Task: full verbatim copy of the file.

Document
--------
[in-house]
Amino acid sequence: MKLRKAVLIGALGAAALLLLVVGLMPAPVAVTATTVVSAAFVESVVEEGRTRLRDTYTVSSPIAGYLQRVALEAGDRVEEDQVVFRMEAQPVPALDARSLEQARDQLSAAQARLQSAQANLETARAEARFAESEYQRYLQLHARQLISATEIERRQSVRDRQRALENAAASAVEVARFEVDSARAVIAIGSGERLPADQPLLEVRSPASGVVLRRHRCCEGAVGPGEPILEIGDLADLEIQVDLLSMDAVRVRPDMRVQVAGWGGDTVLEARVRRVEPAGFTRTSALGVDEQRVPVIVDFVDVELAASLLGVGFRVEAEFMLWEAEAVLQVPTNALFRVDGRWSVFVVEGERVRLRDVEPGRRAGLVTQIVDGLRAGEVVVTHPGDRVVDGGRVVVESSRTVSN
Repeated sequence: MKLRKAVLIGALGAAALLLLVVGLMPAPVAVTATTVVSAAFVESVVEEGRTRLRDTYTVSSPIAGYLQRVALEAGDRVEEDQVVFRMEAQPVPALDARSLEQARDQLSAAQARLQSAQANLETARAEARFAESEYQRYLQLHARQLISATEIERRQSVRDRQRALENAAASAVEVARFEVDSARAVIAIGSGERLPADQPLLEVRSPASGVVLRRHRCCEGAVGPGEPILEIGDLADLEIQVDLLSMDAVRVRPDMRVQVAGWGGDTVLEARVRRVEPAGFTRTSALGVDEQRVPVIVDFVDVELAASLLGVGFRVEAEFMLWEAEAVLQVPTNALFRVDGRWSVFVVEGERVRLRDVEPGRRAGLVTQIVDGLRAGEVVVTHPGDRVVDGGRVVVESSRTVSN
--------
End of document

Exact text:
[in-house]
Amino acid sequence: MKLRKAVLIGALGAAALLLLVVGLMPAPVAVTATTVVSAAFVESVVEEGRTRLRDTYTVSSPIAGYLQRVALEAGDRVEEDQVVFRMEAQPVPALDARSLEQARDQLSAAQARLQSAQANLETARAEARFAESEYQRYLQLHARQLISATEIERRQSVRDRQRALENAAASAVEVARFEVDSARAVIAIGSGERLPADQPLLEVRSPASGVVLRRHRCCEGAVGPGEPILEIGDLADLEIQVDLLSMDAVRVRPDMRVQVAGWGGDTVLEARVRRVEPAGFTRTSALGVDEQRVPVIVDFVDVELAASLLGVGFRVEAEFMLWEAEAVLQVPTNALFRVDGRWSVFVVEGERVRLRDVEPGRRAGLVTQIVDGLRAGEVVVTHPGDRVVDGGRVVVESSRTVSN
Repeated sequence: MKLRKAVLIGALGAAALLLLVVGLMPAPVAVTATTVVSAAFVESVVEEGRTRLRDTYTVSSPIAGYLQRVALEAGDRVEEDQVVFRMEAQPVPALDARSLEQARDQLSAAQARLQSAQANLETARAEARFAESEYQRYLQLHARQLISATEIERRQSVRDRQRALENAAASAVEVARFEVDSARAVIAIGSGERLPADQPLLEVRSPASGVVLRRHRCCEGAVGPGEPILEIGDLADLEIQVDLLSMDAVRVRPDMRVQVAGWGGDTVLEARVRRVEPAGFTRTSALGVDEQRVPVIVDFVDVELAASLLGVGFRVEAEFMLWEAEAVLQVPTNALFRVDGRWSVFVVEGERVRLRDVEPGRRAGLVTQIVDGLRAGEVVVTHPGDRVVDGGRVVVESSRTVSN